On Friday, a Virginia federal district court issued three separate opinions in Jane Doe v. Pittsylvania County, Virginia, (WD VA, Feb. 2, 2012). In the first opinion, the court denied defendants' motion to dismiss the lawsuit which challenges on Establishment Clause grounds the Pittsylvania County Board of Supervisors' practice of opening its sessions with Christian prayers.The court held that plaintiff, who regularly attends Board meetings, has standing to bring the challenge. The court also rejected defendants' arguments that doctrines of legislative immunity and privilege require dismissal. It concluded that plaintiff adequately alleged that the county's practice violates the Establishment Clause.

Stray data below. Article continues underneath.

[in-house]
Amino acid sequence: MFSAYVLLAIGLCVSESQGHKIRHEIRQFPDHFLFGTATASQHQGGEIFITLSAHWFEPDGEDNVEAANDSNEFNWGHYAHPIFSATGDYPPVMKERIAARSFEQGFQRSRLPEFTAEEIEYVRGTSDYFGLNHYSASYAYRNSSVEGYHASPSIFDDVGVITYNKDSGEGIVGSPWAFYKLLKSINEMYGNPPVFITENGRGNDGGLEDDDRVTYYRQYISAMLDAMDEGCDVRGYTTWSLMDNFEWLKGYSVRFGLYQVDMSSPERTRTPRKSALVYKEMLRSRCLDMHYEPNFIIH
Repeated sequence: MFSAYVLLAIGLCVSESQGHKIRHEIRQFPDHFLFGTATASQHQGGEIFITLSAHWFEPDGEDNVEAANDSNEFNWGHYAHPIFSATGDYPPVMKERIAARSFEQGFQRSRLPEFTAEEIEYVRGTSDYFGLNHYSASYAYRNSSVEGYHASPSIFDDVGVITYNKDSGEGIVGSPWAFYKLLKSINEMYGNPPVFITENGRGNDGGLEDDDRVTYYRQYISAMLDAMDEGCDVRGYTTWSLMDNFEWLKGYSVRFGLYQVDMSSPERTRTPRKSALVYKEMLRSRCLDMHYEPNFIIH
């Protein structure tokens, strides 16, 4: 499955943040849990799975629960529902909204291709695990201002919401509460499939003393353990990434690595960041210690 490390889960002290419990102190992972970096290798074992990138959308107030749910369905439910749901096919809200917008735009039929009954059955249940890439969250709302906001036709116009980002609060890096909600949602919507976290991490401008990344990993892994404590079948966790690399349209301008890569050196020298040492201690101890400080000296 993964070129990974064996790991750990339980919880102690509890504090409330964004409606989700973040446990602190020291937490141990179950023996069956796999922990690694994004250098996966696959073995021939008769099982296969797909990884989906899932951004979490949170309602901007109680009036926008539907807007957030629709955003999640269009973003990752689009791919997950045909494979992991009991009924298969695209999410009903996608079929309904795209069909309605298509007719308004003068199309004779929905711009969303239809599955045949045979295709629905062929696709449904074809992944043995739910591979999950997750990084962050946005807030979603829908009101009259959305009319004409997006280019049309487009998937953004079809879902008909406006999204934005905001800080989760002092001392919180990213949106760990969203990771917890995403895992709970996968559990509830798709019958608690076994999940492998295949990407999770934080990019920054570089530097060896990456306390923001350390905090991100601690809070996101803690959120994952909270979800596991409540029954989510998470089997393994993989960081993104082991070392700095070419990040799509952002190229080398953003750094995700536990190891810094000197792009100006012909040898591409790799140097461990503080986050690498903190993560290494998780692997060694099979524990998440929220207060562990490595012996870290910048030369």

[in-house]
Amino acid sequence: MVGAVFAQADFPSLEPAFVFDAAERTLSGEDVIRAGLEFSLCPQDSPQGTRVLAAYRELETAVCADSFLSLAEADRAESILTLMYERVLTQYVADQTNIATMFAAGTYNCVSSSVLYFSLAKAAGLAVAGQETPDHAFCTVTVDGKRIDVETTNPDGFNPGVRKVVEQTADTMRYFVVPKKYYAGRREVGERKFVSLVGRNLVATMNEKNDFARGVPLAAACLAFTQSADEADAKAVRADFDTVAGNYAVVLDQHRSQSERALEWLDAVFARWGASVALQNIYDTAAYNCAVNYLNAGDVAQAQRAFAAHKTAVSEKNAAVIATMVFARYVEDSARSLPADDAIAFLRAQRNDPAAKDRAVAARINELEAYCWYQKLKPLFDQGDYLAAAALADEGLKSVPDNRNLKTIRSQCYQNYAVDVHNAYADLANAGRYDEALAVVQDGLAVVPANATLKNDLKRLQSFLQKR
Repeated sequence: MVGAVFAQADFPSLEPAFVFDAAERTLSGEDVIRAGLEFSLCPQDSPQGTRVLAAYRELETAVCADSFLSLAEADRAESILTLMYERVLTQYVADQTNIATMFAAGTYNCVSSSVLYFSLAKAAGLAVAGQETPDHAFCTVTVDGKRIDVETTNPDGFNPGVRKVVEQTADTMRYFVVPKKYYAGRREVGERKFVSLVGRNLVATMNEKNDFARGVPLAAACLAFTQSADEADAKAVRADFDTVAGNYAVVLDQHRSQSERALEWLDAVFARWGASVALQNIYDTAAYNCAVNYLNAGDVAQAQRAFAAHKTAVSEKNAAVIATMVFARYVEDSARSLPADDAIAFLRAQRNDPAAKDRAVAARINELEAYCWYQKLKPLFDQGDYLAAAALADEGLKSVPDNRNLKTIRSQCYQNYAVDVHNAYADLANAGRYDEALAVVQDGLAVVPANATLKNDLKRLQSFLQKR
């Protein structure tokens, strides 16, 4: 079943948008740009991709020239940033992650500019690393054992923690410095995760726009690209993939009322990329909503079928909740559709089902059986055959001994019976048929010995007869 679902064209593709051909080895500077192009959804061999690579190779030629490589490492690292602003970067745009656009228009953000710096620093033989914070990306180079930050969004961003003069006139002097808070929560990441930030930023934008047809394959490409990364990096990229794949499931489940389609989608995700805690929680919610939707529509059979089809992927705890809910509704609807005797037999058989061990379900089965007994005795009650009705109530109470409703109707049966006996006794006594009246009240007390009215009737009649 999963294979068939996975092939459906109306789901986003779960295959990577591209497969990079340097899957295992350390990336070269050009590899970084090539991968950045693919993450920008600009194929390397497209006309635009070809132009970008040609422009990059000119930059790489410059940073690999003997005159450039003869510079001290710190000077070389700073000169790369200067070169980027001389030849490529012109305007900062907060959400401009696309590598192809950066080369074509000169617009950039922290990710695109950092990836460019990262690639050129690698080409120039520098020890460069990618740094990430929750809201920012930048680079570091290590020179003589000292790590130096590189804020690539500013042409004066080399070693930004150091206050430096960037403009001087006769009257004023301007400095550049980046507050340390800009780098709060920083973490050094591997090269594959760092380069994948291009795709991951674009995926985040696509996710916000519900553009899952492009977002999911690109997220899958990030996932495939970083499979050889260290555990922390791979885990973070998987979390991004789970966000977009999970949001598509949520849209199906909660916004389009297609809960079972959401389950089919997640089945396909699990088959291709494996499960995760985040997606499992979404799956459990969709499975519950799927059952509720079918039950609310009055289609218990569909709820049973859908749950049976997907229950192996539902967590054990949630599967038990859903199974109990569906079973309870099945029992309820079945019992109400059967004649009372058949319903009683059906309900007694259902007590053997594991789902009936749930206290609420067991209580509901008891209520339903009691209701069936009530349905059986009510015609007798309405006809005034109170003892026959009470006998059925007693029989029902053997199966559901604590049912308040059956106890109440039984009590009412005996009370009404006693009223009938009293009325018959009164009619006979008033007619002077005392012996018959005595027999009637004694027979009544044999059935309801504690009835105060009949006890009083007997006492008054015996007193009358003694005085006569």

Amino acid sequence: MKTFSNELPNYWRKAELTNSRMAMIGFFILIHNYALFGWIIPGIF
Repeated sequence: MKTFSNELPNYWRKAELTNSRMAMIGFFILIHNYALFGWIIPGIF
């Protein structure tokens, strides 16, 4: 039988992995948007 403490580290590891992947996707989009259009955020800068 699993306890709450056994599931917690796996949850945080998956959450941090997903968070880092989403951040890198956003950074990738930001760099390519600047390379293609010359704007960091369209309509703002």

In a second opinion, the court granted a preliminary injunction, barring the county "during the pendency of this case, from continuing its present practice of routinely opening its meetings with Christian prayers." It held that plaintiff is "likely to prevail on her claim that the Board's practice of regularly opening meetings with prayers making specific reference to Jesus Christ constitutes government advancement and endorsement of one faith..."
Finally in a third opinion, the court held that plaintiff cannot continue to prosecute the case as "Jane Doe," but must furnish her actual name if she intends to proceed with the lawsuit. An ACLU press release reports on the decisions.